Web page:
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Sampled ensemble neutrality as a feature to classify potential structured RNAs

Overview of attention for article published in BMC Genomics, January 2015
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Sampled ensemble neutrality as a feature to classify potential structured RNAs
Published in
BMC Genomics, January 2015
DOI 10.1186/s12864-014-1203-8
Pubmed ID

Shermin Pei, Jon S Anthony, Michelle M Meyer


BackgroundStructured RNAs have many biological functions ranging from catalysis of chemical reactions to gene regulation. Yet, many homologous structured RNAs display most of their conservation at the secondary or tertiary structure level. As a result, strategies for structured RNA discovery rely heavily on identification of sequences sharing a common stable secondary structure. However, correctly distinguishing structured RNAs from surrounding genomic sequence remains challenging, especially during de novo discovery. RNA also has a long history as a computational model for evolution due to the direct link between genotype (sequence) and phenotype (structure). From these studies it is clear that evolved RNA structures, like protein structures, can be considered robust to point mutations. In this context, an RNA sequence is considered robust if its neutrality (extent to which single mutant neighbors maintain the same secondary structure) is greater than that expected for an artificial sequence with the same minimum free energy structure.ResultsIn this work, we bring concepts from evolutionary biology to bear on the structured RNA de novo discovery process. We hypothesize that alignments corresponding to structured RNAs should consist of neutral sequences. We evaluate several measures of neutrality for their ability to distinguish between alignments of structured RNA sequences drawn from Rfam and various decoy alignments. We also introduce a new measure of RNA structural neutrality, the structure ensemble neutrality (SEN). SEN seeks to increase the biological relevance of existing neutrality measures in two ways. First, it uses information from an alignment of homologous sequences to identify a conserved biologically relevant structure for comparison. Second, it only counts base-pairs of the original structure that are absent in the comparison structure and does not penalize the formation of additional base-pairs.ConclusionWe find that several measures of neutrality are effective at separating structured RNAs from decoy sequences, including both shuffled alignments and flanking genomic sequence. Furthermore, as an independent feature classifier to identify structured RNAs, SEN yields comparable performance to current approaches that consider a variety of features including stability and sequence identity. Finally, SEN outperforms other measures of neutrality at detecting mutational robustness in bacterial regulatory RNA structures.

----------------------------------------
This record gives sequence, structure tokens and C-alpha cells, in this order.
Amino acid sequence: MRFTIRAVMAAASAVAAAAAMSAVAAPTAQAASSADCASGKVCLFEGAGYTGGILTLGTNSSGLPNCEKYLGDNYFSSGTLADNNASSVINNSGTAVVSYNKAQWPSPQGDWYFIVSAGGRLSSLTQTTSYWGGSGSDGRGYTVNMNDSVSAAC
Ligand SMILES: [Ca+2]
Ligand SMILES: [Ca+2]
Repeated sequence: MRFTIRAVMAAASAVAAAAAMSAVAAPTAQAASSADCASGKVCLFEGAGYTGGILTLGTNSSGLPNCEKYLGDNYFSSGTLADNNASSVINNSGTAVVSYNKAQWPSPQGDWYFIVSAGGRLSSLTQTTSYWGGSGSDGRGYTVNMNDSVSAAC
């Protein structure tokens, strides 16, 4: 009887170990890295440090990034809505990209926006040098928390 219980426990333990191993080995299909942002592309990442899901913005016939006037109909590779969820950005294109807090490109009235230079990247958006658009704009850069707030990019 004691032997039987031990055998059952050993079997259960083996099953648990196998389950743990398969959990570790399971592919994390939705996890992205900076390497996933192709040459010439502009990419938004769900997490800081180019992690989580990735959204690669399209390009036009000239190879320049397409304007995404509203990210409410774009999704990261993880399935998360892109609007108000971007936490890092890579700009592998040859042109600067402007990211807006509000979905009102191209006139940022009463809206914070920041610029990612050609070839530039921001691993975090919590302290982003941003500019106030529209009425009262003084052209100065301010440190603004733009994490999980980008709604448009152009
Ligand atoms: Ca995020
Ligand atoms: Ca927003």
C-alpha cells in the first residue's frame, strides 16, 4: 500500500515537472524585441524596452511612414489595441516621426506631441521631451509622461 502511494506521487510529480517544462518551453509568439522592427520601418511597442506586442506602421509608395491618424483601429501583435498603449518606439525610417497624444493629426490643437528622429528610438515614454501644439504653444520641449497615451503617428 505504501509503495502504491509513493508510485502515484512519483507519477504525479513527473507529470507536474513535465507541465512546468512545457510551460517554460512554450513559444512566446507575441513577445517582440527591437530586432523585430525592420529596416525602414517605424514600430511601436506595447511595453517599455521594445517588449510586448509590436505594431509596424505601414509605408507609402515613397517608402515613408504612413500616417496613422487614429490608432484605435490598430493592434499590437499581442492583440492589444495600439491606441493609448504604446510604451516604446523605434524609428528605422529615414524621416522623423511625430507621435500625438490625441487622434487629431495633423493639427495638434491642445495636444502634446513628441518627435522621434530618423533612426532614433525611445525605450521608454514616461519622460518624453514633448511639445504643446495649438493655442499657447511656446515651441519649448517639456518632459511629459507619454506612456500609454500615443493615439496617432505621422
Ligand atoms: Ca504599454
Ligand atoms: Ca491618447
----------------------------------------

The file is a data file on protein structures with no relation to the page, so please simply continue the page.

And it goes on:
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Geographical breakdown

Country Count As %
Canada 1 6%
Unknown 16 94%

Demographic breakdown

Readers by professional status Count As %
Researcher 5 29%
Student > Ph. D. Student 4 24%
Student > Bachelor 3 18%
Professor > Associate Professor 2 12%
Professor 1 6%
Other 2 12%
Readers by discipline Count As %
Biochemistry, Genetics and Molecular Biology 7 41%
Agricultural and Biological Sciences 5 29%
Computer Science 2 12%
Engineering 2 12%
Chemistry 1 6%
Other 0 0%

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This research output has an Altmetric Attention Score of 1. This is our high-level measure of the quality and quantity of online attention that it has received. This Attention Score, as well as the ranking and number of research outputs shown below, was calculated when the research output was last mentioned on 05 February 2015.
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